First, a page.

With all the talk of "icons," good deeds and pure hearts, Tuesday night's Welton Becket celebration at the Arclight Cinerama Dome had the feel of the canonization of a saint.
The dome's designer was put forward as a key player in creating, perhaps even the unassuming emperor of, what one speaker called the "imperial California" of the mid-20th century. The event, "Built by Becket: Centennial Celebration," belatedly marked the architect's 1902 birth.
Almost 700 people listened to speakers and saw film clips that told Becket's story as part of the social history of Southern California. To detractors, the architect may be merely a corporate modernist with good business skills, but to architecture historian Alan Hess, "the qualities he took around the country were Los Angeles qualities" -- its sense of innovation, its robust confidence, its understanding of popular sensibilities.
Becket's heyday, said Hess, arrived in the late 1940s as "California was really coming into its own. Its aerospace industry was charging into the future," along with the entertainment industry and the car culture. Becket's designs, from the Music Center to the Capitol Records building to Bullocks Pasadena (now Macy's), expressed L.A.'s brashness and ideals.
The Los Angeles Conservancy's Modern Committee added enough cheekiness to take the edge off the evening's idolatry. Some of the vintage film clips, for instance, were narrated with an old-school newsreel voice, backed by quaint cocktail-lounge music, adorned with bathing beauties and came with a winking nod to Becket's interest in tiki culture and other elements of Cold War cool.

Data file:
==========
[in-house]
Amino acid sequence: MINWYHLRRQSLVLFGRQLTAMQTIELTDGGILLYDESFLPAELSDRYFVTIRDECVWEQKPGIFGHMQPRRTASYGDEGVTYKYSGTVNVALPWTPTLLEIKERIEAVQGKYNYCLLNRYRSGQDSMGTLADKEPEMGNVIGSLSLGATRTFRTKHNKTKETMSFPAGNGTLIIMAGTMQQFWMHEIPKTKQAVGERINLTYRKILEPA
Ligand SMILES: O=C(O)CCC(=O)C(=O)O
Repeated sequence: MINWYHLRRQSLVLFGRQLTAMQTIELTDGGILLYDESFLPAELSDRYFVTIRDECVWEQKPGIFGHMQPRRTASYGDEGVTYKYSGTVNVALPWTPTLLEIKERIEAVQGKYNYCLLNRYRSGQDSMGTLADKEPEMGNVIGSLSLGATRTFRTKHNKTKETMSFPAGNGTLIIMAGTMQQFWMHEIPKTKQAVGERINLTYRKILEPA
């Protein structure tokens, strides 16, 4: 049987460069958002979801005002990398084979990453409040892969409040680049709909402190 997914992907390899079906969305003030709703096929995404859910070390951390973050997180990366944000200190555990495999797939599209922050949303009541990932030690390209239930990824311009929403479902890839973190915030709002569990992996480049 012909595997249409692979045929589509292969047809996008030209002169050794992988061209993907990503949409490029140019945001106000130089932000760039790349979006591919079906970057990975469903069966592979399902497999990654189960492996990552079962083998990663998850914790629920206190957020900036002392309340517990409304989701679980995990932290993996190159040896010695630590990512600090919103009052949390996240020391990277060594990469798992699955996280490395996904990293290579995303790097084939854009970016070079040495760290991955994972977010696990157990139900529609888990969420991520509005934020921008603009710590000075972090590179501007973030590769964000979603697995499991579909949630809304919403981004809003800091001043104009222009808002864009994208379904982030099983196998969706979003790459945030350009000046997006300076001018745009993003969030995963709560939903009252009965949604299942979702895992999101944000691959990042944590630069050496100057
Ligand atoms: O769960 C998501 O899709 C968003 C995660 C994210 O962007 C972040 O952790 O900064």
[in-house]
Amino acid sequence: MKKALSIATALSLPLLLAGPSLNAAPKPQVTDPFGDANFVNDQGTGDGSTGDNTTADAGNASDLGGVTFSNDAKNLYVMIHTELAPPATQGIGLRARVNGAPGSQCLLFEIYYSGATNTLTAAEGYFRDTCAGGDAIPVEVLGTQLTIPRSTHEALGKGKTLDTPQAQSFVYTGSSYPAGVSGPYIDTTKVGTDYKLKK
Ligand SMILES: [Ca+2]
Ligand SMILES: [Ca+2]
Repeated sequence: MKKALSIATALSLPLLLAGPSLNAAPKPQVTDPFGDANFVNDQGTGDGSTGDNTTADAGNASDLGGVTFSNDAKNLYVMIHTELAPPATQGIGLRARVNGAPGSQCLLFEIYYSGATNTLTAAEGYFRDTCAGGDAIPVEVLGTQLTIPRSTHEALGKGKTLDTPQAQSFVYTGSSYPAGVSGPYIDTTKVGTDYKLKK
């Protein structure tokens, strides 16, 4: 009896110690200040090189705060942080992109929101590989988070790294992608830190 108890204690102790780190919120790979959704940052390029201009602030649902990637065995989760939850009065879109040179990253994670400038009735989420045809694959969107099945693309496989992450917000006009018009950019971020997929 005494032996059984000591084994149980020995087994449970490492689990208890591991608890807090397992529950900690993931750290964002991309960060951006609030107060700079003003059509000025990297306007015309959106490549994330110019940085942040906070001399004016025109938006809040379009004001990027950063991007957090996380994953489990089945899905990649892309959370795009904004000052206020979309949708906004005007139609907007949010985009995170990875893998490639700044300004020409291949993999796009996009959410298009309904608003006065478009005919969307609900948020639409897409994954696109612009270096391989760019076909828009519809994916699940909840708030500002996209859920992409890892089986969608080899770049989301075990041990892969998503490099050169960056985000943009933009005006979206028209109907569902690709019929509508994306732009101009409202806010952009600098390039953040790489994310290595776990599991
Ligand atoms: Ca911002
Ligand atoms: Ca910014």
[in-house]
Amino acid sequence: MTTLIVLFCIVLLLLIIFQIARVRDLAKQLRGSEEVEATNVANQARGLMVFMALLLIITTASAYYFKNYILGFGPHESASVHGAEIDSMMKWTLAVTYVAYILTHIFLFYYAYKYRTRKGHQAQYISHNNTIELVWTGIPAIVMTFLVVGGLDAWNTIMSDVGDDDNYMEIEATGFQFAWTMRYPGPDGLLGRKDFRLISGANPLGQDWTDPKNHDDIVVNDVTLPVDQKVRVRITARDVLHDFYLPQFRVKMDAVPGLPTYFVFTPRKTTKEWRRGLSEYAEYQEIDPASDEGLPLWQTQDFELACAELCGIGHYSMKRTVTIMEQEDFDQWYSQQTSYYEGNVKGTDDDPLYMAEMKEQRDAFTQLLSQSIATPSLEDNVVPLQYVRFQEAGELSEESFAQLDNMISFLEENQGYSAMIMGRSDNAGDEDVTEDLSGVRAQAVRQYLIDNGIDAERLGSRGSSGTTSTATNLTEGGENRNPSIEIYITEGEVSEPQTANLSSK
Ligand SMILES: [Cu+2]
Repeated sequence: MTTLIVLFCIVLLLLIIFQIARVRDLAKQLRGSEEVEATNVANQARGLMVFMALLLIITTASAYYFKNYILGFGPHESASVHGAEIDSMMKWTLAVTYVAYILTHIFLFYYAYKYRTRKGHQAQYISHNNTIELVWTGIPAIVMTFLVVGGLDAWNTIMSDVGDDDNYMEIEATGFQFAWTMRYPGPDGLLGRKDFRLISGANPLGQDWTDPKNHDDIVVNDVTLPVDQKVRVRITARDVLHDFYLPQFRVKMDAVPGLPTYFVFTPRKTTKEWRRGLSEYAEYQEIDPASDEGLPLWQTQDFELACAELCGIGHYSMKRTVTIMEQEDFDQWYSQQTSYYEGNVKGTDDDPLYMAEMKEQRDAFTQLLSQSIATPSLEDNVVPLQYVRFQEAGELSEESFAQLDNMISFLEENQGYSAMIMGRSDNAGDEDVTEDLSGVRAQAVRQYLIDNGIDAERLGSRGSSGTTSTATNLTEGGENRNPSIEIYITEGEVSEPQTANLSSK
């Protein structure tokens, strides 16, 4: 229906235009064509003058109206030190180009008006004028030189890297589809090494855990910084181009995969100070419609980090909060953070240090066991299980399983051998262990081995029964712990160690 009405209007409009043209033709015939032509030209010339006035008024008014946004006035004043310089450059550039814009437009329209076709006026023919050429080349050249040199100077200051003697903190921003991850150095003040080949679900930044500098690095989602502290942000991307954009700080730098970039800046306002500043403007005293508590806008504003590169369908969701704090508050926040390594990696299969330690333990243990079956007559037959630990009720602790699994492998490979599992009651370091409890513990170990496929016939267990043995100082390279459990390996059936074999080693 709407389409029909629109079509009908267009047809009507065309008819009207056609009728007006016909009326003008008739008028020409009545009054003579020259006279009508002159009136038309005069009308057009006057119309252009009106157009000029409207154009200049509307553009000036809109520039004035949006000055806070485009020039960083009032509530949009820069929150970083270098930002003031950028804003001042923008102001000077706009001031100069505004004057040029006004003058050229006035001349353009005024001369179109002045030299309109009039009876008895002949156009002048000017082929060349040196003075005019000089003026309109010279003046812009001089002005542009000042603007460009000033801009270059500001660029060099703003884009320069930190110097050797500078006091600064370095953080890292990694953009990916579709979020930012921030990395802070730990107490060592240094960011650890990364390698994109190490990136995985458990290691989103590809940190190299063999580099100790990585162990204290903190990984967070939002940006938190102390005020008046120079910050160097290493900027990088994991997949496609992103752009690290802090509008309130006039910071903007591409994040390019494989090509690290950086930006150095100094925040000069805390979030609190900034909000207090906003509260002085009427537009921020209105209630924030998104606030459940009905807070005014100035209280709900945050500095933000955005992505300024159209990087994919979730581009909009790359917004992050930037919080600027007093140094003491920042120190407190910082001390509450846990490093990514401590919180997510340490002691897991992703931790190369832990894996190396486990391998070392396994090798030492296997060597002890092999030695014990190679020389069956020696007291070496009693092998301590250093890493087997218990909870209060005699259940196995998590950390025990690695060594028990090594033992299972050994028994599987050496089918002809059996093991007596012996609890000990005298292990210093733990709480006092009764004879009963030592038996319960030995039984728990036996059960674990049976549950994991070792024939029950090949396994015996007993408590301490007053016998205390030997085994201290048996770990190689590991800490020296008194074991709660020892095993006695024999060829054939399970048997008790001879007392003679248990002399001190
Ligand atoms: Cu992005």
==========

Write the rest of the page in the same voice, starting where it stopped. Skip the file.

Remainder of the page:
The audience ranged from young hipsters in retro suits to veterans of the Becket office. One surprise was an appearance by Art Linkletter, a former neighbor of the Beckets.
"As unaccustomed as I am to speaking in public, for nothing," the onetime TV host said, "I'd go anywhere to be part of the family of Welton Becket."
The film clips, which began with the architect's arrival from Seattle in 1933, show Becket advising Walt Disney on his new theme park, driving to his office in a burgundy Lincoln Continental and discussing "total design," right down to the menus in a hotel restaurant. On film, the architect came across as a jaunty version of Dwight Eisenhower. He was, the audience was told, a reserved, refined man whose self-deprecating personality helped his career substantially.
Some of the most revealing details about the man came near the end, from a panel made up mostly of former Becket colleagues. "He was an old world patriarch," said the firm's former public relations man, Martin Brower, who called his boss "Mr. B." "He liked to stand at the Christmas party, calling names and telling little stories about us as he handed out bonuses."
The Modern Committee made no secret of its hope that events like this, and two sold-out driving tours this weekend, will elevate the architect's work into the canon of great architecture. The night ended with a plea to save an imperiled Rancho Mirage Becket home that was compared to work by architect Richard Neutra.
Linkletter seemed to speak for the whole crowd when he concluded of Becket, who died in 1969: "I wish he'd lived longer."